It’s provocative, and I know some people won’t like what I’m about to say, but I’m going to say it: …Mindfulness doesn’t work for everyone.
Ok. I’ve put it out there. Mindfulness is the past decade’s biggest fad in Positive Psychology and wellbeing. And it’s great for those for whom it works. But.. it’s not for everyone.
So what if you’re not the kind of person who wants to breathe deep, focus on bodily sensations, and let those thoughts come and go? What if you’re a more “active” responder to stress, adversity, and challenge? What if you want to “do something”, and being mindful isn’t the something you have in mind?
Let me introduce you to “The Batman Effect”.
In a recent podcast conversation with Professor Ethan Kross, a University of Michigan researcher (whose PhD supervisor was Walter Mischel of the “Marshmallow Experiment” fame), he described a study he completed with several colleagues where a sample of 4 and 6-year-old children were invited to complete a boring task on a computer.
The children were instructed to work hard, keep at it as long as they could – and they were reminded the task was boring. And then, to test their commitment to the cause, the researchers informed the kids that they could take a break whenever they wanted to play a fun game on a tablet. This distraction opportunity is very important. You’ll see why in a moment.
The children were divided into three groups:
Group one – Researchers told them to ask themselves, “Am I working hard?” while they completed the task.
Group two – Researchers instructed these children to ask themselves, “Is ______ working hard?” (they filled in the blank with their own names). This creates some “self-distance” or “psychological distance” by talking to oneself in the third person.
Group three – Researchers told these children to pretend they were a favourite hard working character like Batman, Bob the Builder, or Dora the Explorer. They received a prop, like a cape, as a visual reminder to act like their character. And what they asked themselves was “Is Batman working hard?”
Rachel White, Ethan Kross, and their colleagues found that children who referred to themselves in the first-person did not enjoy the task. They took the most breaks, motivation was poor, as were results, and they essentially struggled to get through the task. The second group – those who referred to themselves in the third person – did a little better. But those with the most psychological distance from the task, the ‘Batman’ group, worked harder, took fewer breaks, and enjoyed the task more than the others!
Subsequent research by Kross and his colleagues has found that this idea of pretending to be Batman works for adults too.
Thinking of yourself as a separate entity can reduce anxiety. It’s not you that has to perform. It’s Batman. This seems to not only reduce anxiety but build confidence and determination.
It allows us to “self-distance” or “psychologically distance”. We step back from the situation and see it with less emotion, less passion. It reigns in that worry and stress and helps us to show additional restraint and discipline. Adopting an alter ego is a powerful way to step away from our immersion in a stressful or challenging moment and it allows us to respond the way that our alter ego might, rather than the way we are about to.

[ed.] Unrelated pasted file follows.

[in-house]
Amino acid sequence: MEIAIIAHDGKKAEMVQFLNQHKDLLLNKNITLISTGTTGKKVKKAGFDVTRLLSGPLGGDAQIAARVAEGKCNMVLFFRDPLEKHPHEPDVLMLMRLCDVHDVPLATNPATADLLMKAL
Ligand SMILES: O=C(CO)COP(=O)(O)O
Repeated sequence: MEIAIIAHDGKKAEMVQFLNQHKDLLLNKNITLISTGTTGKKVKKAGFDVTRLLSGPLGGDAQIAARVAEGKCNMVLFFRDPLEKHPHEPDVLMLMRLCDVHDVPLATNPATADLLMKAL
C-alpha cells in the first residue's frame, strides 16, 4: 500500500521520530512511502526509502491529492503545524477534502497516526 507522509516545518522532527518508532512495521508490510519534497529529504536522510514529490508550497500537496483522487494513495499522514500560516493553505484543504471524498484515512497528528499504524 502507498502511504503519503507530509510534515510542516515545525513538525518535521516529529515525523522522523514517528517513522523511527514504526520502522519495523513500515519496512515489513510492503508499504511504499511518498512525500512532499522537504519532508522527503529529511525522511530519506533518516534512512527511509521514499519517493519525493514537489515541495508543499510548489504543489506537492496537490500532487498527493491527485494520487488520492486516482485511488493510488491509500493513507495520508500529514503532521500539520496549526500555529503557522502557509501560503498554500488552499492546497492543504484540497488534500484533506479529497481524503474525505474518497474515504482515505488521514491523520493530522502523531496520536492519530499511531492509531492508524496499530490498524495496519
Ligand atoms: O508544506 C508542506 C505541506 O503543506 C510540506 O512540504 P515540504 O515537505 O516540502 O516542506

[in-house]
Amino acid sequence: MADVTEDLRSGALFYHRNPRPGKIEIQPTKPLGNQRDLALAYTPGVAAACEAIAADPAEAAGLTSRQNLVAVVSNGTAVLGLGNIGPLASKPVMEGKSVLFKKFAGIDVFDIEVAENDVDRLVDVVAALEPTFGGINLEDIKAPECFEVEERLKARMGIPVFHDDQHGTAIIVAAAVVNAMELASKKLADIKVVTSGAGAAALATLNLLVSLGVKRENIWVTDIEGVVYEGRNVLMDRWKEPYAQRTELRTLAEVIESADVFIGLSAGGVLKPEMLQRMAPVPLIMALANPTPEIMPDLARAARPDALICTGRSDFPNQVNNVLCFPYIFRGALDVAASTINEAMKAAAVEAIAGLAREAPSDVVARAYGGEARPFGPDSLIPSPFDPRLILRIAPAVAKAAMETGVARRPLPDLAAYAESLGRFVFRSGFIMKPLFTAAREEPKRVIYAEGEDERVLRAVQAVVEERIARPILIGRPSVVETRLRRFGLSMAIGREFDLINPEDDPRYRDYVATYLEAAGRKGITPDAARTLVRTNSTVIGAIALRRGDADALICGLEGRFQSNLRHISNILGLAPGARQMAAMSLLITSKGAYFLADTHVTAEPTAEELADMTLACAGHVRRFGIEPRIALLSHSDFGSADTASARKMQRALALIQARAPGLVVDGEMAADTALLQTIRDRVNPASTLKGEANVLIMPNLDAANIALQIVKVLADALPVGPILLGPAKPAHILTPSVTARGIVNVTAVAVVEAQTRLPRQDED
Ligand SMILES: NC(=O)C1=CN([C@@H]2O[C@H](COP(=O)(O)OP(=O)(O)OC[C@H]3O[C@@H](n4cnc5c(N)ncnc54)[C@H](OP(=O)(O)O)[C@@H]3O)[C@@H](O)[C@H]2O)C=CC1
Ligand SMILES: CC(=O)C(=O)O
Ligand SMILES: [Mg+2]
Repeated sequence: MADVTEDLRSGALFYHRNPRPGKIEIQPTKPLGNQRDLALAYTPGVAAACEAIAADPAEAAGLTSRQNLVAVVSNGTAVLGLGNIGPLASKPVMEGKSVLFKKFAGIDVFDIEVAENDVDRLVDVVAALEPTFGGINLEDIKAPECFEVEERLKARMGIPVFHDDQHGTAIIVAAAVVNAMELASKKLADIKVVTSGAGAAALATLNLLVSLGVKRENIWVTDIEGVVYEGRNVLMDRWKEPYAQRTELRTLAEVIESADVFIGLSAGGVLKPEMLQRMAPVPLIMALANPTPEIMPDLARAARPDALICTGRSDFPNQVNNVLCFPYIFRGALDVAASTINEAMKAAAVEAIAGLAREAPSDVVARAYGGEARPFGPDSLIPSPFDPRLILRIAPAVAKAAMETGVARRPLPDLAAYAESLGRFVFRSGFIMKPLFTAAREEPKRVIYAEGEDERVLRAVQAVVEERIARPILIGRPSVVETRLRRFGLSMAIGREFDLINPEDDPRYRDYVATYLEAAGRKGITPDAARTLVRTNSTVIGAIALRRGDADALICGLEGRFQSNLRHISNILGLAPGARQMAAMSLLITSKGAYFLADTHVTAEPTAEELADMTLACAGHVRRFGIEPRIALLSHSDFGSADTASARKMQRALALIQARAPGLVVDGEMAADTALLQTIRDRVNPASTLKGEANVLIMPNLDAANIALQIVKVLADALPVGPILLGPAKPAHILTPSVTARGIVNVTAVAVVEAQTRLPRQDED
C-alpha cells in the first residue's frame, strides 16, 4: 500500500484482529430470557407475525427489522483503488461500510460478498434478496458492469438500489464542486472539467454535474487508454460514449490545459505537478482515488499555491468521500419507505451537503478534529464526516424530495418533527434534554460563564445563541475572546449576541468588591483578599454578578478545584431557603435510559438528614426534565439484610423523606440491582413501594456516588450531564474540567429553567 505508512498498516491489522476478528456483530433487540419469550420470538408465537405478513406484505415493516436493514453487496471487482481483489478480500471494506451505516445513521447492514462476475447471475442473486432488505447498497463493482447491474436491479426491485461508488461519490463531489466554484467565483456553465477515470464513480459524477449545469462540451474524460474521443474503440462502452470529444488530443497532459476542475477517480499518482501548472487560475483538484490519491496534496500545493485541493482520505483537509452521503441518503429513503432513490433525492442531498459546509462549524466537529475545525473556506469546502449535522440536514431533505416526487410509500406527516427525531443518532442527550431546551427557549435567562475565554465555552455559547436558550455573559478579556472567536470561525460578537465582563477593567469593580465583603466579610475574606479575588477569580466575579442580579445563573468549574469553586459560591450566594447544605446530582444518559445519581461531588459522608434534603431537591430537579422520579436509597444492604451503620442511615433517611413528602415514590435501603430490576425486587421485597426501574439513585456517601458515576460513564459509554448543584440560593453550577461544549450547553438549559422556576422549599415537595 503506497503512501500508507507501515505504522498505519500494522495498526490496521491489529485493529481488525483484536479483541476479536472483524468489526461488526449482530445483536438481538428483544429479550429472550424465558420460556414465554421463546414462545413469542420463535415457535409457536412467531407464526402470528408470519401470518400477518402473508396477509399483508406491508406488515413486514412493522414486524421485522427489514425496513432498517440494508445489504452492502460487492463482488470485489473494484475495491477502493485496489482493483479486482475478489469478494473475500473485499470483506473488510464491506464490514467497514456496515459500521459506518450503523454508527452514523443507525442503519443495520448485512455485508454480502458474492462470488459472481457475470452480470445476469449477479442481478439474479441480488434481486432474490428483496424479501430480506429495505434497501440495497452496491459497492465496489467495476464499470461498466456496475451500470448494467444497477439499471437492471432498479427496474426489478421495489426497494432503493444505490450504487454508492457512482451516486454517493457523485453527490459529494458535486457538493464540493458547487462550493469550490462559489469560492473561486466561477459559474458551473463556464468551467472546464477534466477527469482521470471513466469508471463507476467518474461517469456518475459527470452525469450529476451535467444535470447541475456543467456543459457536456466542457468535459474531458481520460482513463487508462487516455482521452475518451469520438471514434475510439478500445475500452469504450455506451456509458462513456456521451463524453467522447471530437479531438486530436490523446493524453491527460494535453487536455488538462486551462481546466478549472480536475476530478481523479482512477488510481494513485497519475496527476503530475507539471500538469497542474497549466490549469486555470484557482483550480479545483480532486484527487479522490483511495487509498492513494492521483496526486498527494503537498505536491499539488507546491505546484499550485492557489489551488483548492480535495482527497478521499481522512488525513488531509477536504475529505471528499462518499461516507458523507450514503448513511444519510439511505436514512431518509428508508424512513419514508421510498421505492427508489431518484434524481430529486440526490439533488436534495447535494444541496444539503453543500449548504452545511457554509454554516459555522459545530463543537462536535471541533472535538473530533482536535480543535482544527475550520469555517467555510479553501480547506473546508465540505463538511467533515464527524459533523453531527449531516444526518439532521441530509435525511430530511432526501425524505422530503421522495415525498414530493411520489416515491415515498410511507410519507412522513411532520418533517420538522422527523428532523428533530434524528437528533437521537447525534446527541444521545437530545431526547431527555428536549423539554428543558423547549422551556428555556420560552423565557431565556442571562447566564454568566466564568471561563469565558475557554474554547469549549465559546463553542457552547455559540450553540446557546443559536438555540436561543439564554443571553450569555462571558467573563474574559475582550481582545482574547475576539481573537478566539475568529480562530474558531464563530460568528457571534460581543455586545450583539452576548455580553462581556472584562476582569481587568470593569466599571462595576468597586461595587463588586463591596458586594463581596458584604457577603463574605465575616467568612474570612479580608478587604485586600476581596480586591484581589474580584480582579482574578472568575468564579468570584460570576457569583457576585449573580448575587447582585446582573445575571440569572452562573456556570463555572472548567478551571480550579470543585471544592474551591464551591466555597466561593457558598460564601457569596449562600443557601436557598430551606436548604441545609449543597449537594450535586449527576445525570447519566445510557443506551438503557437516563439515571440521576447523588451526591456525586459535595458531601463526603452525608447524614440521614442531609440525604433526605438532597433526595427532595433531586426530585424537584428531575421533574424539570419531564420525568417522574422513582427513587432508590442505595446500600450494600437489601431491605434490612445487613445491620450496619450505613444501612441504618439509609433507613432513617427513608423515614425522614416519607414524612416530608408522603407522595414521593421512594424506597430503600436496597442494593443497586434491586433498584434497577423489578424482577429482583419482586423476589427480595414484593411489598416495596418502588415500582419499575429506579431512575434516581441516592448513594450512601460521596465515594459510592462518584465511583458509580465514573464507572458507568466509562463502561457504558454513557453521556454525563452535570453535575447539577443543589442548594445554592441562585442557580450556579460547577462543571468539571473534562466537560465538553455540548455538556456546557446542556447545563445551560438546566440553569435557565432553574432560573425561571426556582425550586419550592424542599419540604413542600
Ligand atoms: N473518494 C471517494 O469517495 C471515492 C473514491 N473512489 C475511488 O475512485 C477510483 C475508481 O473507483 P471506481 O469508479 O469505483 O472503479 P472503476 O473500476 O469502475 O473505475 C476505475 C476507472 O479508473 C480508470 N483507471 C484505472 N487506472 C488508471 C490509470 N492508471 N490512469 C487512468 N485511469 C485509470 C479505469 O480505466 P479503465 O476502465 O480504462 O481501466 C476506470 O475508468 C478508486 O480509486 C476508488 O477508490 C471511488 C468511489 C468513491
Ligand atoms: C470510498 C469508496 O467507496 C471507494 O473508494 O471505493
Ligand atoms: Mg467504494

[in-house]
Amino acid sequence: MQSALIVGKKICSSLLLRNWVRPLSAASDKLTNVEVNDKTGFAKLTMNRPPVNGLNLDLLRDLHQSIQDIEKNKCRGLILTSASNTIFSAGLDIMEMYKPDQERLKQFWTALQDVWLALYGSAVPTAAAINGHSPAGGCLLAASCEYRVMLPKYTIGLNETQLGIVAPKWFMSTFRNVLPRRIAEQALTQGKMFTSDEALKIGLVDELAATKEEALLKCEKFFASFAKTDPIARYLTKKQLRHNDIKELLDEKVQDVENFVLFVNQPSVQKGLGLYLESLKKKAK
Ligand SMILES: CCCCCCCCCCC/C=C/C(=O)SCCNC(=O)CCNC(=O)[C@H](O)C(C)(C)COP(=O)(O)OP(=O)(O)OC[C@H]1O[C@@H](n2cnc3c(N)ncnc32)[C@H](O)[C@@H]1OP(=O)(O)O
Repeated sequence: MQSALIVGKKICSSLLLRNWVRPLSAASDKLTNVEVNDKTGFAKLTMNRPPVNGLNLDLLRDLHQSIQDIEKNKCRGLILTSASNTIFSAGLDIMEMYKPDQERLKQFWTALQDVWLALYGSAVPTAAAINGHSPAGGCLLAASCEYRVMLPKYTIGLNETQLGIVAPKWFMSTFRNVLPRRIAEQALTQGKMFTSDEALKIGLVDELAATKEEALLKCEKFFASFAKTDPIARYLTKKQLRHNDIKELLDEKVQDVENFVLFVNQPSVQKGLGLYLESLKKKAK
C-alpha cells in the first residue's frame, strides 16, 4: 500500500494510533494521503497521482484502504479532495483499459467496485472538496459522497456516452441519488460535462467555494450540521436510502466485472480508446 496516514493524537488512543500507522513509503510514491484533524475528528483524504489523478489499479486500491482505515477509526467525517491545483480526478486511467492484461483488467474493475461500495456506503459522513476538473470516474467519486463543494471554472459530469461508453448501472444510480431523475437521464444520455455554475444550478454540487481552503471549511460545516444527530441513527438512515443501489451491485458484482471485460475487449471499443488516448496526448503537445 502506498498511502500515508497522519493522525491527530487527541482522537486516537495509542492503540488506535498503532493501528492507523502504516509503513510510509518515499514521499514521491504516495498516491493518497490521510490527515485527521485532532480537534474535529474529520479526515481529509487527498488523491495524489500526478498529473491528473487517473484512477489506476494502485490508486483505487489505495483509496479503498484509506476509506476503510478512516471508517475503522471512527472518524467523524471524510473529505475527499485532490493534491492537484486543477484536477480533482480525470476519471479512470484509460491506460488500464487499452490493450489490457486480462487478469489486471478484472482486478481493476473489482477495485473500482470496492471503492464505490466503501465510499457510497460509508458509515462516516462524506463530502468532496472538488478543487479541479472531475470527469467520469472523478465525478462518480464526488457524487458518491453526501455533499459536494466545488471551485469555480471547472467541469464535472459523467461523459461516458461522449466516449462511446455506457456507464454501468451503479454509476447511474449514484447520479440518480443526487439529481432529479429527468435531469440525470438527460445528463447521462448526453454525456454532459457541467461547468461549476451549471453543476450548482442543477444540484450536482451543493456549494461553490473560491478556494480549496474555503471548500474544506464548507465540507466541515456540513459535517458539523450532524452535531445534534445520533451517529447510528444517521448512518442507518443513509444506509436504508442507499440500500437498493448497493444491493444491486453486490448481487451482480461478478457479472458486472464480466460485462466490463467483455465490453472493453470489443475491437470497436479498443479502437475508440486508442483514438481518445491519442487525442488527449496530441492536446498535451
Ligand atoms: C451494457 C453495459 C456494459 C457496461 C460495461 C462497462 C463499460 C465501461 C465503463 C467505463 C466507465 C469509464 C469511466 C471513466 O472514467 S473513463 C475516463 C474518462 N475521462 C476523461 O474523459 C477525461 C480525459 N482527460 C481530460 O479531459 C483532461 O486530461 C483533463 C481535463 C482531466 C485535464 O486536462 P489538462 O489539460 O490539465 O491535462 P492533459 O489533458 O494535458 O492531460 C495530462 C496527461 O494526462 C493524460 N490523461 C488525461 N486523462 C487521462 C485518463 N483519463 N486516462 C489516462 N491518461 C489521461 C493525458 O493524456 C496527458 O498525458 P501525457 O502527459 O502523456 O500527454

In practice, the stories are extraordinary:
- A drama teacher told me that her shyest students became new people as they explored the character they were asked to play on stage.
- A special needs teacher told me that an autistic child became braver and more gentle as he pretended to be his favourite character in a movie.
- A father told me he became more compassionate toward his child when he took on the alter ego of a friend who was patient with his children.
- A police officer I’d taught this to explained how being ‘Batman’ brought humour into an interaction with a partner before they dealt with a challenging situation, and helped them deal with it more effectively than they had planned (and without the vigilante justice).
Being Batman might not work for you. But here’s what I’ve found does:
1. Imagine an audience. Just knowing people are watching you when you’re stressed might be enough to help you deal with it better. (As an example, we tend to be kinder towards our challenging children in public than at home.)
2. Think of a mentor and channel them during stressful times. I call them my inner mental mentor, and when I try to be that person, I become a better version of myself.
The Batman effect is an active cognitive strategy that moves us forward with confidence as we stay in the stressful situation but with our alter-ego leading the charge. So long as we choose our alter-ego wisely (make sure it’s not Deadpool or the Hulk), we’ll usually find better ways forward then ever before.
Article supplied with thanks to Happy Families. A sought after public speaker and author, and former radio broadcaster, Justin has a psychology degree from the University of Queensland and a PhD in psychology from the University of Wollongong.